Fads, favorites, or well-known commercial objects or activities used by the general public
Found Object
Everyday objects or materials not usually viewed in the context of fine art that are used by artists to create works of art.

3. Andy Warhol

Pop art and Andy Warhol are virtually synonymous. He is likely the most famous member of this genre and one of the most famous American artists of the 20th century. It is often argued that he is the most important American artist of the later 20th century. Like other pop artists, Warhol used art to undermine the exclusive and elitist nature of high art, especially Abstract Expressionism and the ideas of art critic Clement Greenberg regarding the Avant-Garde and kitsch.

term to know

Kitsch
A term given to artwork that is characterized by exaggerated nostalgia or gaudy poor taste
Warhol did this by incorporating the imagery of popular culture. One of his favorite subjects was Marilyn Monroe, an enormously popular celebrity who died of a drug overdose in 1962. The following work of art was completed soon after her death.

Maryilyn Diptych by Andy Warhol1962Acrylic on canvas
Maryilyn Diptych by Andy Warhol
1962
Acrylic on canvas

It portrays multiples of a single image of Marilyn Monroe, with the left side brightly colored and the right side black and white, eventually fading away. Given the timing of the artwork and knowledge of her personal life, it very well may be symbolic of the duality of her celebrity and personal lives, representing two sides of the same coin: one brightly colored and full of life, the other a monochromatic reality that slowly faded away.

hint
Whereas British artists examined pop art from a more critical point of view, American artists created works that often incorporated parity and a point of view from within the phenomenon. To paraphrase a comment that Warhol once made, pop artists celebrated and portrayed the imagery that abstract expressionists spent their time trying to avoid.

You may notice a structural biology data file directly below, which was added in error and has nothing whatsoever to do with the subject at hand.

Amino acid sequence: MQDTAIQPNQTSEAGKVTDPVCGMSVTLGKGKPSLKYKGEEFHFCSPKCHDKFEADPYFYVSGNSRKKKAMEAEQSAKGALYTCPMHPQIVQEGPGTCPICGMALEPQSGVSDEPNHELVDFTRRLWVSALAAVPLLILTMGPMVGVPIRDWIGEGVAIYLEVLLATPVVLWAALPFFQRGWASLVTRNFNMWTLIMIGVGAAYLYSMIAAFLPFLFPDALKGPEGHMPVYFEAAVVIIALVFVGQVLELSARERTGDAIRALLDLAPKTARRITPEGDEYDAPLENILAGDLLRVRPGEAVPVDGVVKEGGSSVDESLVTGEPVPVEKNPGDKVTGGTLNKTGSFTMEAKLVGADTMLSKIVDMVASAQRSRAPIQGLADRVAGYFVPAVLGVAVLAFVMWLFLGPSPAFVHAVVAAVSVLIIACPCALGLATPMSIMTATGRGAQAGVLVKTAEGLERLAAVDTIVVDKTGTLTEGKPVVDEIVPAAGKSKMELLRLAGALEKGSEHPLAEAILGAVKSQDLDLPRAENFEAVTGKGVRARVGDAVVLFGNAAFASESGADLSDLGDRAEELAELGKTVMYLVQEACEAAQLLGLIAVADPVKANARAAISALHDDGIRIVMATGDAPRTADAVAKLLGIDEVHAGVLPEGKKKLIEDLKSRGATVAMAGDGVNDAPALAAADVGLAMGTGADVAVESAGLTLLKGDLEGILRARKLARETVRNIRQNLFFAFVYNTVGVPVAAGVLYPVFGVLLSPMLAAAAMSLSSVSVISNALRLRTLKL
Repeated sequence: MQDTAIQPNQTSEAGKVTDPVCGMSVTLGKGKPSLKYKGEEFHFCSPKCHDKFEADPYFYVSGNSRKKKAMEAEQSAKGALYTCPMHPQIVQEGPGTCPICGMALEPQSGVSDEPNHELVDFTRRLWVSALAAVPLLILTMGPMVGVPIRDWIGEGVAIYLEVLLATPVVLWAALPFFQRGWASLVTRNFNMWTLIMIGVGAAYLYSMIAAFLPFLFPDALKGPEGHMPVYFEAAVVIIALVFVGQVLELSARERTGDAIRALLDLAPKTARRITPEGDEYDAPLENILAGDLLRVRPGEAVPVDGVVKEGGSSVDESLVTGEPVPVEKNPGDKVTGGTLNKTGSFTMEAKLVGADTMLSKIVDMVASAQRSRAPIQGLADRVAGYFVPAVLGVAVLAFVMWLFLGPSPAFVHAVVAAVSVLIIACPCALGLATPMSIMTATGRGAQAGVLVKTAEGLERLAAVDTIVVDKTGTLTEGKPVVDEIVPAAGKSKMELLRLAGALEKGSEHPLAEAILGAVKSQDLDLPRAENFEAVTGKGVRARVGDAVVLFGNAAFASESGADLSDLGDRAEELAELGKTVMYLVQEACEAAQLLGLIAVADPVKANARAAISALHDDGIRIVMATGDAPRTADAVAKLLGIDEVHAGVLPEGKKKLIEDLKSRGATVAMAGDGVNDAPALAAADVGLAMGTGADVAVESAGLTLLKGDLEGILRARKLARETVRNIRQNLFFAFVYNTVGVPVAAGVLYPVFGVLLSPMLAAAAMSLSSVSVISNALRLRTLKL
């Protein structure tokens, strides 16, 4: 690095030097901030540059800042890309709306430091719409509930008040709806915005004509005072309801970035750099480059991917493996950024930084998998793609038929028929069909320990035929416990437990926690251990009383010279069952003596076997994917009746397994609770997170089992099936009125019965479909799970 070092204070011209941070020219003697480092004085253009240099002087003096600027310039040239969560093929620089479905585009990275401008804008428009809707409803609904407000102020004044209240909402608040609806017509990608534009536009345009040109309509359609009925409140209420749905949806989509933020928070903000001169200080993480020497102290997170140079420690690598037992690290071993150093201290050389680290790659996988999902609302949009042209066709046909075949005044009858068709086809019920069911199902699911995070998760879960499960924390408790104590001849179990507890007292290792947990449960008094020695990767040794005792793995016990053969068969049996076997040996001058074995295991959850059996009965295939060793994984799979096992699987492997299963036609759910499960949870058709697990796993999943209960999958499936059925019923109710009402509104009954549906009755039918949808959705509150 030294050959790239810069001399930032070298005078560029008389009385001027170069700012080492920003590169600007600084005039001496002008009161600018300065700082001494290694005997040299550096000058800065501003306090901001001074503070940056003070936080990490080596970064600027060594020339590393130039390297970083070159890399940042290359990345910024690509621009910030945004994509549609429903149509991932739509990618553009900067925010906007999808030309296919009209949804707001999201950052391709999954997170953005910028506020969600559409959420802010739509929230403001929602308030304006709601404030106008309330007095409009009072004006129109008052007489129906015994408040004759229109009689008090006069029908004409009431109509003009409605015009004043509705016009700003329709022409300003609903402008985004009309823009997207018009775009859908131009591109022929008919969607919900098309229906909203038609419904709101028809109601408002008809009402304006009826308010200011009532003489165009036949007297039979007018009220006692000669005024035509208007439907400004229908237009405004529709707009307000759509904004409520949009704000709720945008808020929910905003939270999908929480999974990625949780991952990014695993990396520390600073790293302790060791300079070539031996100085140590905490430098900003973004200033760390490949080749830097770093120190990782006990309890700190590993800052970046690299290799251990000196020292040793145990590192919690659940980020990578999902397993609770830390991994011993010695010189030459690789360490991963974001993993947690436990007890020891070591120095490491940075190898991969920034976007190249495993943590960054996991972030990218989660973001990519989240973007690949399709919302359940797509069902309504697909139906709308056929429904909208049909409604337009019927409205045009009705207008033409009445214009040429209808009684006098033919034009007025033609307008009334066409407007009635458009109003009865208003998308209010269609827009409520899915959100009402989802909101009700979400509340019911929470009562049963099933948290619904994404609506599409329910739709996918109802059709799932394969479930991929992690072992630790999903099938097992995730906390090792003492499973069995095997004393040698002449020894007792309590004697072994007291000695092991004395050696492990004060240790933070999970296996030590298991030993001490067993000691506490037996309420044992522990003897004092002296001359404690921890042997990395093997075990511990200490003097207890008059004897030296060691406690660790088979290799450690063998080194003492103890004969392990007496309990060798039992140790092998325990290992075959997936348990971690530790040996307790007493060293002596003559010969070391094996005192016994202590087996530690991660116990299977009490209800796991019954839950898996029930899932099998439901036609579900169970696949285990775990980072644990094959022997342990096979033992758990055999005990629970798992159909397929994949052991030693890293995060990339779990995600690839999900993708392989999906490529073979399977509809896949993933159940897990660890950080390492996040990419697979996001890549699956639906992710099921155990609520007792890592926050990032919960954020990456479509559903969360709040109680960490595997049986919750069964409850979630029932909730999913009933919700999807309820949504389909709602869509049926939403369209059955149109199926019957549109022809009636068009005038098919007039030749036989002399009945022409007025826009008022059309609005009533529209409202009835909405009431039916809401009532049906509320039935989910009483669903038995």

Despite his popularity and status, Warhol seemed grounded in how his art made connections to the culture and values he had been exposed to growing up during the Great Depression. One of his most famous images is that of one of the most recognizable and iconic brands in America:

Campbell’s Soup Can I by Andy Warhol1962Silkscreen
Campbell’s Soup Can I by Andy Warhol
1962
Silkscreen

There are 32 different portraits, each corresponding to the 32 flavors of soup that existed at the time with the Campbell’s Soup Company. When arranged for display, they were positioned with four rows of eight cans, as if on a shelf in a grocery store. There’s an apparent fascination Warhol has with mass production and the iconic status of products within American culture. Like his painting of Coca Cola bottles, “Campbell’s Soup Can” seems to function as both an homage to and recognition of the brand’s ubiquity.


4. Roy Lichtenstein